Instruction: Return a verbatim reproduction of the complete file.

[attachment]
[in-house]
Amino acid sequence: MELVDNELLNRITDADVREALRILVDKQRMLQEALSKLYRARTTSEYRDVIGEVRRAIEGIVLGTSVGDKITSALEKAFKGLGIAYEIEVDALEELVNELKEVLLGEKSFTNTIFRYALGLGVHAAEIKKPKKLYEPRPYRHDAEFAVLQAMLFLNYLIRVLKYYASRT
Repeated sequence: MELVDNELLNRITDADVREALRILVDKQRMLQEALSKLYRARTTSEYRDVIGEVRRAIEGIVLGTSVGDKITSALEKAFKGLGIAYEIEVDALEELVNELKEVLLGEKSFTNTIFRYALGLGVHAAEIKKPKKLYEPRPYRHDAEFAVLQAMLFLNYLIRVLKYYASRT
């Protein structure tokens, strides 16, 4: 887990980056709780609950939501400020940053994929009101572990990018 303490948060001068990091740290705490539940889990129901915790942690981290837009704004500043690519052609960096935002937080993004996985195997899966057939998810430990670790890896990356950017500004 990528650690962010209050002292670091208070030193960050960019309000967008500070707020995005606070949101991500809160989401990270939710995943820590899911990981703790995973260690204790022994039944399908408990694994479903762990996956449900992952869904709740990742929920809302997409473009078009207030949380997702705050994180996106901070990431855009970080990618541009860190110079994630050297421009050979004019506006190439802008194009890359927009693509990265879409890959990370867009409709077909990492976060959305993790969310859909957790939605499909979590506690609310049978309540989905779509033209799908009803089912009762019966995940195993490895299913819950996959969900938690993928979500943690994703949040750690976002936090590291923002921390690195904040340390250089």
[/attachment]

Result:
[in-house]
Amino acid sequence: MELVDNELLNRITDADVREALRILVDKQRMLQEALSKLYRARTTSEYRDVIGEVRRAIEGIVLGTSVGDKITSALEKAFKGLGIAYEIEVDALEELVNELKEVLLGEKSFTNTIFRYALGLGVHAAEIKKPKKLYEPRPYRHDAEFAVLQAMLFLNYLIRVLKYYASRT
Repeated sequence: MELVDNELLNRITDADVREALRILVDKQRMLQEALSKLYRARTTSEYRDVIGEVRRAIEGIVLGTSVGDKITSALEKAFKGLGIAYEIEVDALEELVNELKEVLLGEKSFTNTIFRYALGLGVHAAEIKKPKKLYEPRPYRHDAEFAVLQAMLFLNYLIRVLKYYASRT
């Protein structure tokens, strides 16, 4: 887990980056709780609950939501400020940053994929009101572990990018 303490948060001068990091740290705490539940889990129901915790942690981290837009704004500043690519052609960096935002937080993004996985195997899966057939998810430990670790890896990356950017500004 990528650690962010209050002292670091208070030193960050960019309000967008500070707020995005606070949101991500809160989401990270939710995943820590899911990981703790995973260690204790022994039944399908408990694994479903762990996956449900992952869904709740990742929920809302997409473009078009207030949380997702705050994180996106901070990431855009970080990618541009860190110079994630050297421009050979004019506006190439802008194009890359927009693509990265879409890959990370867009409709077909990492976060959305993790969310859909957790939605499909979590506690609310049978309540989905779509033209799908009803089912009762019966995940195993490895299913819950996959969900938690993928979500943690994703949040750690976002936090590291923002921390690195904040340390250089």